Late last year, Wikileaks obtained a copy of one of the copyright infringement letters sent by the infamous law firm Davenport Lyons. The law firm, at the time, had been sending tens of thousands of these letters which threatened to take the recipients
to court if they don't pay just over £500.
The law firm is now actively trying to censor the letter itself claiming that the letter is protected under British copyright law.
The legal threat letters themselves contain a file hash
value, and IP address and a time stamp that is being used as evidence – flimsy evidence according to many people who have observed the legal side of file-sharing. The reason it is seen as flimsy is that many files may have the same hash value. Second of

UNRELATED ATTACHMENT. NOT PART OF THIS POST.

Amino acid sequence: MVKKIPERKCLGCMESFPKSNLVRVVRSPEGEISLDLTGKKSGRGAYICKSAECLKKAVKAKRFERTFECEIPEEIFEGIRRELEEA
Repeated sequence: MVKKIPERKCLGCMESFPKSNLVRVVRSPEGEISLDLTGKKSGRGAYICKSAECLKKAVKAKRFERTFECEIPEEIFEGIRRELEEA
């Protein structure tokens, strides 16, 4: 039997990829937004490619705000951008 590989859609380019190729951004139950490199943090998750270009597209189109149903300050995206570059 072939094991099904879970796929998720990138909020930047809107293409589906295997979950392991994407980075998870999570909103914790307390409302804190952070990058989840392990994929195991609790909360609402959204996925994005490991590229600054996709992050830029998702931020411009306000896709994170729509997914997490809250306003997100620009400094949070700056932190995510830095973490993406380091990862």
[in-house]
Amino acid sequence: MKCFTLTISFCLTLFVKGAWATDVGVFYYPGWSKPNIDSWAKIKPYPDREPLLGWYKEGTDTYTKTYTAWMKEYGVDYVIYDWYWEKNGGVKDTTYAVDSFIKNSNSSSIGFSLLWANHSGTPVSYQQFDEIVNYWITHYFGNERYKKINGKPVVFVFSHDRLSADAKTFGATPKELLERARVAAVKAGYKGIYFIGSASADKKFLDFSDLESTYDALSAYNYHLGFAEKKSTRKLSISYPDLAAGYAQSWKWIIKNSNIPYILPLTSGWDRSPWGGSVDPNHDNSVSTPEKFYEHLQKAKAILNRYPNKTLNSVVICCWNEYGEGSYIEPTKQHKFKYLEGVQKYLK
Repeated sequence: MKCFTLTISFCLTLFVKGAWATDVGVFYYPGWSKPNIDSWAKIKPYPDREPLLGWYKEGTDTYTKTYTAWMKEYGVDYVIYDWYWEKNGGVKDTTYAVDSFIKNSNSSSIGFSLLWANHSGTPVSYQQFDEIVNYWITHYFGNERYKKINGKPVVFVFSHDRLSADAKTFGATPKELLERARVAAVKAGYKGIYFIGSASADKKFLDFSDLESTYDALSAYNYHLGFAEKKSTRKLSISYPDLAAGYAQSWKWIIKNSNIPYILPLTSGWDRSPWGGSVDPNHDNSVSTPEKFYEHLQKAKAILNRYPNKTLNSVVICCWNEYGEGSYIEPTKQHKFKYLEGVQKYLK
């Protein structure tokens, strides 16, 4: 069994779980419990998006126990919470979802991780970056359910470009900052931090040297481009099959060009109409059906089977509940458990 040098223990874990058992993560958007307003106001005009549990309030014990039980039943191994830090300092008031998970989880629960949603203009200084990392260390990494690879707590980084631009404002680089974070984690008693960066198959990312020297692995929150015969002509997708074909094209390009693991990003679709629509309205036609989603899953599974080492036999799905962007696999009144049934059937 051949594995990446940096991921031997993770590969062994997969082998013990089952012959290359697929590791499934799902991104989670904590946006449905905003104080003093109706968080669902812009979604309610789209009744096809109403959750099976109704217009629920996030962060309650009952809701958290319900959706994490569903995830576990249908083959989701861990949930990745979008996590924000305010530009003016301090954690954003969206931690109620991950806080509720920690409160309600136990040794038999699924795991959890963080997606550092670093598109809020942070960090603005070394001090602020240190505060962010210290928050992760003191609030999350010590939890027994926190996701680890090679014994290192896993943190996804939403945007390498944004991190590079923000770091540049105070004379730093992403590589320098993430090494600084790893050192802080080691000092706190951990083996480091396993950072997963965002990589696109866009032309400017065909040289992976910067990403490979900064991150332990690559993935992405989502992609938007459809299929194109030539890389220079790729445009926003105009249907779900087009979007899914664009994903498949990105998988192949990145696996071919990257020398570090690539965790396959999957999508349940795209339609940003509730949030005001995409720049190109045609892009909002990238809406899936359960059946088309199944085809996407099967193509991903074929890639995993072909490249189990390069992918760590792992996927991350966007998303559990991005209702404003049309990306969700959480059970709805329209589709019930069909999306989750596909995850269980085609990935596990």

all, there is no evidence provided that verified that the file name matched what the actual work was. For all we know, it could have been a 5 minute porn clip rather than a music video. Thirdly, there's no evidence to suggest that an IP address is linked
to an individual. The computer could be used by someone other than the owner of the connection. There could be a wifi connection that other users, including unauthorized ones, could be using that IP address. Finally, a time stamp doesn't contribute much
into proving that a copyrighted work has been uploaded.
One might argue that the reason that Davenport Lyons don't want the letters published in the first place is because they don't want their letters subject to public or any real legal
scrutiny. It's much easier to attack a single individual singled out rather than attacking a single individual with the public sphere watching. It's little wonder why the copyright industry has been seen as a bully throughout the years really. If they
truly feel they are in the right, why the need to hide their activities in the first place?